curative

adjective

cu·​ra·​tive ˈkyu̇r-ə-tiv How to pronounce curative (audio)
ˈkyər-
1
: relating to or used in the cure of diseases : tending to cure
2
law : serving to correct or negate
We have instructed that if a complaint is vulnerable to … dismissal, a district court must permit a curative amendment, unless an amendment would be inequitable or futile.Phillips v. County of Allegheny, 515 F. 3d 224 (3rd Cir. 2008)
curative noun
curatively adverb

Did you know?

Medical researchers are finding curative substances in places that surprise them. Folklore has led to some "new" cures of old diseases, and natural substances never before tried have often proved effective. Quinine, which comes from a tree in the Andes, was the original drug for malaria; aspirin's main ingredient came from willow bark; and Taxol, a drug used in treating several cancers, was originally extracted from the bark of a yew tree. The curative properties of these natural drugs are today duplicated in the laboratory.

Examples of curative in a Sentence

an herb believed to have curative powers some believe that the herb has curative properties
Recent Examples on the Web Despite its curative properties, Castle Hot Springs went up in flames in 1975. Marlise Kast-Myers, San Diego Union-Tribune, 28 Jan. 2024 The promise of genome editing has given rise to potentially curative medicines for rare, life-threatening diseases that generally affect small numbers of patients. Damian Garde, STAT, 10 Jan. 2024 Bizarrely, the discovery grew out of research into the curative properties of Gila monster saliva. Robert Goulder, Forbes, 11 Dec. 2023 Stem cell transplants can be curative, but the procedure requires patients to have a donor with matched immune cells, which occurs infrequently. Adam Feuerstein, STAT, 8 Dec. 2023 But that doesn’t account for the weeks of pretreatment, prolonged hospitalization, and months of recovery required for what can ultimately be a curative therapy. Damian Garde, STAT, 13 Dec. 2023 Many of those patients were able to receive a potentially curative stem cell transplant later on, which is often the ultimate goal for patients with relapsed or refractory patients. Damian Garde, STAT, 13 Dec. 2023 Prison systems also restricted access to the curative pills, the medical news outlet STAT reported: More than 1,000 people in state prisons across the country died of complications from the virus in the six years after the medication was available, its investigation found. Los Angeles Times, 1 Jan. 2023 Beginning in the late 1800s, Alpine became known for its curative climate, attracting people with respiratory problems to area resorts. San Diego Union-Tribune, 4 Oct. 2023 See More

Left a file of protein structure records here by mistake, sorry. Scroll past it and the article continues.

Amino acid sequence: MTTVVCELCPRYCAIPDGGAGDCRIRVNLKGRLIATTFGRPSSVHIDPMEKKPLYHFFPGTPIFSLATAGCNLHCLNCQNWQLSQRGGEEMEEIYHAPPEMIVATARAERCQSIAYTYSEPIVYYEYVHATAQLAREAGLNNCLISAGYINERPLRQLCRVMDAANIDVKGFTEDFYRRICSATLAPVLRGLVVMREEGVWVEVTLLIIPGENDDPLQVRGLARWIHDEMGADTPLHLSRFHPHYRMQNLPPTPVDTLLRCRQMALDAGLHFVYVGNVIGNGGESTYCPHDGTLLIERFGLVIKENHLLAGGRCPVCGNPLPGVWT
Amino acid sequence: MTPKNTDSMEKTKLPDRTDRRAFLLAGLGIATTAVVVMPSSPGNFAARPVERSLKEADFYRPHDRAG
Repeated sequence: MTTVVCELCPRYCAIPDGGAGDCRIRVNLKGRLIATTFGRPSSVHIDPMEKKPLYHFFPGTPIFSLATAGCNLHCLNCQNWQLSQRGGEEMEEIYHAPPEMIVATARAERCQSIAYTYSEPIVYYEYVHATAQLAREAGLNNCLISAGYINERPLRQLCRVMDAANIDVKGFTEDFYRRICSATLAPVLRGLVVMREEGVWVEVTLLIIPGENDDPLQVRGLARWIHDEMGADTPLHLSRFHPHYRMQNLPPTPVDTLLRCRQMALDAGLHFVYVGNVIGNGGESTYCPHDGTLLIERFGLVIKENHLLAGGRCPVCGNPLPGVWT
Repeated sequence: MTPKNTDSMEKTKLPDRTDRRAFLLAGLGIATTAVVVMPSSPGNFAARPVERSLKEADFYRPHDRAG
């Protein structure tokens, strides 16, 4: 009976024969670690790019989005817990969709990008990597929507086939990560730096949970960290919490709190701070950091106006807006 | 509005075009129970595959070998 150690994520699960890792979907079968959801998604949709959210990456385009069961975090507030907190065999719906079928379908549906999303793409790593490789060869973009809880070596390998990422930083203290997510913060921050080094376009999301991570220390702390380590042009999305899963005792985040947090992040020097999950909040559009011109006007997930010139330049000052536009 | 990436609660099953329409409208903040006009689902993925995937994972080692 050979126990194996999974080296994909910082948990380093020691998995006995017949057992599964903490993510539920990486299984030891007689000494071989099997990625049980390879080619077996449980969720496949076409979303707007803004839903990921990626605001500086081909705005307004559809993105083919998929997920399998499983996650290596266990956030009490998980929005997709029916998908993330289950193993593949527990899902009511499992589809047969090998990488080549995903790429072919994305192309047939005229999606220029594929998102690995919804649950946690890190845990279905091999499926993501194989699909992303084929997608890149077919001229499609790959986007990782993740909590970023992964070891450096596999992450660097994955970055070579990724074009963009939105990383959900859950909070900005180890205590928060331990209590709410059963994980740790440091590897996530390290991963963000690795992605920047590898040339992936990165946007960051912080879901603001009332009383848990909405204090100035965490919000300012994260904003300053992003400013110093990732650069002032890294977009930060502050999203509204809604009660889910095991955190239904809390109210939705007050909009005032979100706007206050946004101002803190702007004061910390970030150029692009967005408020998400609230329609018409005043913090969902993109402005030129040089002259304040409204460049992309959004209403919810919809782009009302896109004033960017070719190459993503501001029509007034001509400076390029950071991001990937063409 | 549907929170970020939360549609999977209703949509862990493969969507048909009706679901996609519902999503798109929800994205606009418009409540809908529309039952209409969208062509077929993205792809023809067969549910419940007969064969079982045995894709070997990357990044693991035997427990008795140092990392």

These examples are programmatically compiled from various online sources to illustrate current usage of the word 'curative.' Any opinions expressed in the examples do not represent those of Merriam-Webster or its editors. Send us feedback about these examples.

Word History

Etymology

Middle English, borrowed from Medieval Latin cūrātīvus, from Latin cūrātus, past participle of cūrāre "to watch over, attend, treat (sick persons), restore to health" + -īvus -ive — more at cure entry 1

First Known Use

15th century, in the meaning defined at sense 1

Time Traveler
The first known use of curative was in the 15th century

Dictionary Entries Near curative

Cite this Entry

“Curative.” Merriam-Webster.com Dictionary, Merriam-Webster, https://www.merriam-webster.com/dictionary/curative. Accessed 28 Feb. 2024.

Kids Definition

curative

adjective
cu·​ra·​tive ˈkyu̇r-ət-iv How to pronounce curative (audio)
: relating to or used in the cure of diseases
curative treatments

Medical Definition

curative

adjective
cu·​ra·​tive ˈkyu̇r-ət-iv How to pronounce curative (audio)
: relating to or used in the cure of diseases
curative noun
curatively adverb

Legal Definition

curative

adjective
cu·​ra·​tive ˈkyu̇r-ə-tiv How to pronounce curative (audio)
: serving or intended to cure defects
curative instructions to the jury

More from Merriam-Webster on curative

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